Of course, there were really difficult times and of course, it would have been better if I realized in first year that the student lifestyle wasn’t for me, but I made it work and I didn’t drop out and it wasn’t bad at all.
It’s now the beginning of my third year and I’ve moved into my new flat in Liverpool with my best friend. We’ve spent time and money decorating it, we’re both clean-freaks so there’s going to be no mouldy dishes anywhere and the only thing we have planned for Fresher’s week together is binge-watching Glee
But the good thing is, I’m now at a point where I am comfortable if we were to go out, ok more to the pub than a club, but I can enjoy the latter if I’m with people I know, even completely sober.
I want to tell you that not drinking alcohol at university is easy, but it isn’t and telling you that isn’t helpful. Because then you might just fall into the same trap I did, and although I’m in a great position now, I could have been in this position last year if I was honest with myself earlier.
So that’s what you need to do: be honest with yourself, with your flatmates, with your family and everyone close to you. If you don’t want to drink but are still comfortable going out, tell your new flatmates and friends that from the get-go. If you don’t want to drink orgo out, explain that to them and suggest other things that you can do together, like exploring your new city, going out for brunch and checking out the events your Students Union is holding (the movie nights are actually fun, even if I made a dig at them earlier).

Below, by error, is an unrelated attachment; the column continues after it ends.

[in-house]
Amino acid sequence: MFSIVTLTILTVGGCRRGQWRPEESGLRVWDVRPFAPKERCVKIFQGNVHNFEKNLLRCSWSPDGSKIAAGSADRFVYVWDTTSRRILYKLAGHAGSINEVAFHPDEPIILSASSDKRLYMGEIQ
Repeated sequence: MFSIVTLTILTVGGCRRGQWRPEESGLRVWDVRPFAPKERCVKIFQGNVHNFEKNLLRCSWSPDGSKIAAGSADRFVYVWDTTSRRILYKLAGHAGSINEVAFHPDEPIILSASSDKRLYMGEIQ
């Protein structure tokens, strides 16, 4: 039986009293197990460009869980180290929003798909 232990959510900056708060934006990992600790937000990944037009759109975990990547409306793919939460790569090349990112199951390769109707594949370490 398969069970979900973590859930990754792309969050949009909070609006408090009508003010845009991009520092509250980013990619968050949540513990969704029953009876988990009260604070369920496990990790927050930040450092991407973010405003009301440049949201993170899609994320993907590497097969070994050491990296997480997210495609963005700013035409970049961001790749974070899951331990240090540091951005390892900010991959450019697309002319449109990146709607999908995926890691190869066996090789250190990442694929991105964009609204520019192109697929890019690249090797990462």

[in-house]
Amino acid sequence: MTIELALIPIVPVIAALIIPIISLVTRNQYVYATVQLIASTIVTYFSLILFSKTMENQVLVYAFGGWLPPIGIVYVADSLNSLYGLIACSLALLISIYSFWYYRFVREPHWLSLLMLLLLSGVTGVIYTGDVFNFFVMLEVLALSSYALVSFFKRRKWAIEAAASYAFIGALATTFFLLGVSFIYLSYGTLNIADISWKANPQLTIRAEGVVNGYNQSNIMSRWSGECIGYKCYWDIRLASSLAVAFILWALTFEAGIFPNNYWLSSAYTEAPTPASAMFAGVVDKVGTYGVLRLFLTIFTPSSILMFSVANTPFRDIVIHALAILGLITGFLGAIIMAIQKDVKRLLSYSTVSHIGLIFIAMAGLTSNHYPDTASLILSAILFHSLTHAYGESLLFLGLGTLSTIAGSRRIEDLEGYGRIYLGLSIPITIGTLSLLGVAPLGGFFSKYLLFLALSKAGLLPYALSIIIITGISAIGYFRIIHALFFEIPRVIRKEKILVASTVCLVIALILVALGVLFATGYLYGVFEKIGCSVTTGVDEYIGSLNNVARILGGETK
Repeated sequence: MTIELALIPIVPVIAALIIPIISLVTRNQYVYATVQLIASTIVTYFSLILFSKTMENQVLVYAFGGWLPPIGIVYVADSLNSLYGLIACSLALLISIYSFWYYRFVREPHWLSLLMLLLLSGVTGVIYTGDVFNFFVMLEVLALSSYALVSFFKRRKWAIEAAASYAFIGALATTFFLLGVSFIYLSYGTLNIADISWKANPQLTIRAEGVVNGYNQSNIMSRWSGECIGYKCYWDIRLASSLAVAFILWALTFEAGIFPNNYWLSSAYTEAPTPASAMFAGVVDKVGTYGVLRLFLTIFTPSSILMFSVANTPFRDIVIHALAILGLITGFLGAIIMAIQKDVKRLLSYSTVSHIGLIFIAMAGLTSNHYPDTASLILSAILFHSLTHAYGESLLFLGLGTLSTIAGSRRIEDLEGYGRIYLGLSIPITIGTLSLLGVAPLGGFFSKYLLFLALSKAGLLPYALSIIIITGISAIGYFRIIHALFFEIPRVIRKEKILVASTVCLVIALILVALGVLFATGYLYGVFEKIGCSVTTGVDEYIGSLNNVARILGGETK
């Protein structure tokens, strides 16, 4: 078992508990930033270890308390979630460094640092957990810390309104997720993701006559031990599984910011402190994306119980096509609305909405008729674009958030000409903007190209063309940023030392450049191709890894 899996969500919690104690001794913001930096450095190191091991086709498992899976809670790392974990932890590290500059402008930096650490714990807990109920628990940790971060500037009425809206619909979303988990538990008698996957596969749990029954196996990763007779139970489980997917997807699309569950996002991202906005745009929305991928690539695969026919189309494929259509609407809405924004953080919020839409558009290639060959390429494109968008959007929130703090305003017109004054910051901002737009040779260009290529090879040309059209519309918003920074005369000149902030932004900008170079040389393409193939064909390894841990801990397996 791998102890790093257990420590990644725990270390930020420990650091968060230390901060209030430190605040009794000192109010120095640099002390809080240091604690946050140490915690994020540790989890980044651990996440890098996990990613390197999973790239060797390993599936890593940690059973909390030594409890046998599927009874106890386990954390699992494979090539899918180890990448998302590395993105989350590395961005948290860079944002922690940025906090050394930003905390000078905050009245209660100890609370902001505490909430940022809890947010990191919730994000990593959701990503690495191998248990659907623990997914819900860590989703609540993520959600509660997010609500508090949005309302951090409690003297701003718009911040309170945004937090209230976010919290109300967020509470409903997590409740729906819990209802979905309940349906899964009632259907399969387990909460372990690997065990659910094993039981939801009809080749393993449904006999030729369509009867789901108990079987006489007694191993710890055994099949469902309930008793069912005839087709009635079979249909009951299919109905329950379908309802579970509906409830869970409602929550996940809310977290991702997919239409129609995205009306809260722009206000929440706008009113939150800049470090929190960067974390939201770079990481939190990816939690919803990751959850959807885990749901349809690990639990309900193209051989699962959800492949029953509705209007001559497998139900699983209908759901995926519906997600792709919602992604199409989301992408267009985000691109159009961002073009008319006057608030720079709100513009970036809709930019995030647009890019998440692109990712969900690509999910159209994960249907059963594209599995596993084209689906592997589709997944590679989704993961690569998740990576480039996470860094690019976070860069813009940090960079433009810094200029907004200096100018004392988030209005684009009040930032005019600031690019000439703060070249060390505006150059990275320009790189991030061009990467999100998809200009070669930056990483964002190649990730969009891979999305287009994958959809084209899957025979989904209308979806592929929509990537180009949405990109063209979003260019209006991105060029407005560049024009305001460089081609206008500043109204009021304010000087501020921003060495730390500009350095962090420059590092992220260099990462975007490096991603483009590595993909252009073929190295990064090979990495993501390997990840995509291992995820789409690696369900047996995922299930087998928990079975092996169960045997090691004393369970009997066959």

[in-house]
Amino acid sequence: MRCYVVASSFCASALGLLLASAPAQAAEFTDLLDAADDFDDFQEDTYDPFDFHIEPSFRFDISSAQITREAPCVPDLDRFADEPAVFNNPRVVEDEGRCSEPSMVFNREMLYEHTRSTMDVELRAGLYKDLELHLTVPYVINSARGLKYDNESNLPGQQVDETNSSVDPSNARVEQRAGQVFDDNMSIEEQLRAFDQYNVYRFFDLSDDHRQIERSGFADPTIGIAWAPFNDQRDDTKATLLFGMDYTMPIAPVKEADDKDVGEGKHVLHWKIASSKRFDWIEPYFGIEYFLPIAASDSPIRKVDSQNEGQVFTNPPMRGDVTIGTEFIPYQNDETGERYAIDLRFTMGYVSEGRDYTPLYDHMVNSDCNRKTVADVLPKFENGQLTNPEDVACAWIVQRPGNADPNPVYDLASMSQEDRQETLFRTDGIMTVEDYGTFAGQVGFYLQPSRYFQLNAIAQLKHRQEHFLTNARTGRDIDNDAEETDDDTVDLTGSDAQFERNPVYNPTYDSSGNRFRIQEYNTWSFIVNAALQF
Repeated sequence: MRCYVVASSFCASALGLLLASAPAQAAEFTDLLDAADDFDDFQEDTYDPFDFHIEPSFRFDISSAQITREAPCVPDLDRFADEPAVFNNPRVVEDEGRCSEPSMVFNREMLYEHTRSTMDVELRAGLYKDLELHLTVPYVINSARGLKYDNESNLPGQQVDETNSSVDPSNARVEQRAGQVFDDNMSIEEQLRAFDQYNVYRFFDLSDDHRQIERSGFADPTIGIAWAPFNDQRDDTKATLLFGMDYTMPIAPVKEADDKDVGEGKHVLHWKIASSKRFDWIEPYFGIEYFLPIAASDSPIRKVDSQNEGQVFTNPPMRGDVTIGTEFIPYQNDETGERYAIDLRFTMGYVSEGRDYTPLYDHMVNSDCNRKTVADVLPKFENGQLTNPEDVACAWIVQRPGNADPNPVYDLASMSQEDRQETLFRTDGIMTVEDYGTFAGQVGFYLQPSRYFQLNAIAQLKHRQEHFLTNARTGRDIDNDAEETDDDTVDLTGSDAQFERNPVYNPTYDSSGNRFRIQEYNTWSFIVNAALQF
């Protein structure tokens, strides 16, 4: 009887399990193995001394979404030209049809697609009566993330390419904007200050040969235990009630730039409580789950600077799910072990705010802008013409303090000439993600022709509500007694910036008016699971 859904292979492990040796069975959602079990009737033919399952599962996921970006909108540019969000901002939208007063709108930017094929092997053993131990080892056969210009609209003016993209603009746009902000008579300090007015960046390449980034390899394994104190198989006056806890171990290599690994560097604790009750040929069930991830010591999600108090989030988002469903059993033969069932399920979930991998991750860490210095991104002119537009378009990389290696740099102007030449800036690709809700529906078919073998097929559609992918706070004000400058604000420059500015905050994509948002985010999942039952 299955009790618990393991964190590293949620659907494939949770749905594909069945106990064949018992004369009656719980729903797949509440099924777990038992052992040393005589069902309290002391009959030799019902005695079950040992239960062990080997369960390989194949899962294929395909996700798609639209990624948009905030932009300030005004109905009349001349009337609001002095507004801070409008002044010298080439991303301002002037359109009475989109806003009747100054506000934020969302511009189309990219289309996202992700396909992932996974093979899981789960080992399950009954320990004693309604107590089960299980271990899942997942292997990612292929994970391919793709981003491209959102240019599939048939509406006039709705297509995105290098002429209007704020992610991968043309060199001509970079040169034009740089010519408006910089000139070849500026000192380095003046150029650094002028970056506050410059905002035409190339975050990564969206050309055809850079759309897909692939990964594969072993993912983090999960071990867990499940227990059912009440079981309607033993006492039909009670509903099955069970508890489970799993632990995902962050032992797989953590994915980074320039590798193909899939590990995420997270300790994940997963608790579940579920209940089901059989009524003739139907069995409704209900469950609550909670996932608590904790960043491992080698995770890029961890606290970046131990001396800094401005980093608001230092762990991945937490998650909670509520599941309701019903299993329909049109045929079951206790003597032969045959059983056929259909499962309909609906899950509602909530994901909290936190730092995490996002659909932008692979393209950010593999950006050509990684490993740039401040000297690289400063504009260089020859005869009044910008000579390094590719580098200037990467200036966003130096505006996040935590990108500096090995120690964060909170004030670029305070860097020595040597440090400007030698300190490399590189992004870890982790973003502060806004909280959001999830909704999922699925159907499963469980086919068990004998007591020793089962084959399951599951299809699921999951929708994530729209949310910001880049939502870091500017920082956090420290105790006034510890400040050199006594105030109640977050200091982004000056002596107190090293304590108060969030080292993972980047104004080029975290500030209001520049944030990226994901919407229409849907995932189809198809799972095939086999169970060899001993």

And if you aren’t enjoying living within that student drinking culture, remember you don’t have to, you can move home if that’s convenient for you (and moving home is not giving up or being defeated, it’s a decision just like all other accommodation choices are). Otherwise, you could live on your own, or with non-students. Or you can find other students who don’t drink (societies that don’t revolve around drinking are a great one for this) and live with them!
But whatever you do, just remember that you don’t owe anyone an explanation for your choices, whatever your reason for not drinking is. And anyone who demands one or resents you for not giving them one is not somebody who should be in your life, so think of it as a method of weeding out the bad eggs.
Not drinking alcohol at university is hard. But like all difficult moments in life, it has taught me so much about myself; it’s showed me who my friends are (and I have a lot of really great ones), it’s helped me be confident in doing my own thing and it’s made me love my time alone. Maybe, it’s even taught me how to love and respect myself.”
Alice Porter is a final year English Literature student at the University of Manchester. She blogs about her student experiences along with lots of other thoughts and musings at wordsbyalice.com. She also writes about fashion and shares her outfits, film photography and her cat on Instagram @alicemayporter.